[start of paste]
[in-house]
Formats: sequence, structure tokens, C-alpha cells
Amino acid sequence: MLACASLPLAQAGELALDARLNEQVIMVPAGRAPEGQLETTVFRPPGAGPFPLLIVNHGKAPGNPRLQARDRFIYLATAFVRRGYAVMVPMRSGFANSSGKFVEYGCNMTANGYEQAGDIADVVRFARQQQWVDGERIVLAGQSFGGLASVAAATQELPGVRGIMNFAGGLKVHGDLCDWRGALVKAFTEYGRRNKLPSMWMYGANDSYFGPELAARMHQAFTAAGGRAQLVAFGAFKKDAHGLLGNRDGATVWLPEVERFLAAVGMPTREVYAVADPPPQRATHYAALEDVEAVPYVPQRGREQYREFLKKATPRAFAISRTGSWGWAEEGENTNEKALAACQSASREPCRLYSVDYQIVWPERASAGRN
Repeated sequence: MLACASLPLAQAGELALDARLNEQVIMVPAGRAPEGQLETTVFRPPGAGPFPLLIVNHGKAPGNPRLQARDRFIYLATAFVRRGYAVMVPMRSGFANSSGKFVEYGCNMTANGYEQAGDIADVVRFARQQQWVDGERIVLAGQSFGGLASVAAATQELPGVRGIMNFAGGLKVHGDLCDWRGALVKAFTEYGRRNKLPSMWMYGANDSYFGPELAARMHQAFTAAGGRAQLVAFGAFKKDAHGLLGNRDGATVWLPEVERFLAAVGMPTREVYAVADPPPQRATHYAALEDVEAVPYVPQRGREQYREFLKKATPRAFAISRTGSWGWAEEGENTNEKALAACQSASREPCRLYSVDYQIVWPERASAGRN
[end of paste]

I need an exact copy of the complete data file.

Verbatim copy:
[in-house]
Formats: sequence, structure tokens, C-alpha cells
Amino acid sequence: MLACASLPLAQAGELALDARLNEQVIMVPAGRAPEGQLETTVFRPPGAGPFPLLIVNHGKAPGNPRLQARDRFIYLATAFVRRGYAVMVPMRSGFANSSGKFVEYGCNMTANGYEQAGDIADVVRFARQQQWVDGERIVLAGQSFGGLASVAAATQELPGVRGIMNFAGGLKVHGDLCDWRGALVKAFTEYGRRNKLPSMWMYGANDSYFGPELAARMHQAFTAAGGRAQLVAFGAFKKDAHGLLGNRDGATVWLPEVERFLAAVGMPTREVYAVADPPPQRATHYAALEDVEAVPYVPQRGREQYREFLKKATPRAFAISRTGSWGWAEEGENTNEKALAACQSASREPCRLYSVDYQIVWPERASAGRN
Repeated sequence: MLACASLPLAQAGELALDARLNEQVIMVPAGRAPEGQLETTVFRPPGAGPFPLLIVNHGKAPGNPRLQARDRFIYLATAFVRRGYAVMVPMRSGFANSSGKFVEYGCNMTANGYEQAGDIADVVRFARQQQWVDGERIVLAGQSFGGLASVAAATQELPGVRGIMNFAGGLKVHGDLCDWRGALVKAFTEYGRRNKLPSMWMYGANDSYFGPELAARMHQAFTAAGGRAQLVAFGAFKKDAHGLLGNRDGATVWLPEVERFLAAVGMPTREVYAVADPPPQRATHYAALEDVEAVPYVPQRGREQYREFLKKATPRAFAISRTGSWGWAEEGENTNEKALAACQSASREPCRLYSVDYQIVWPERASAGRN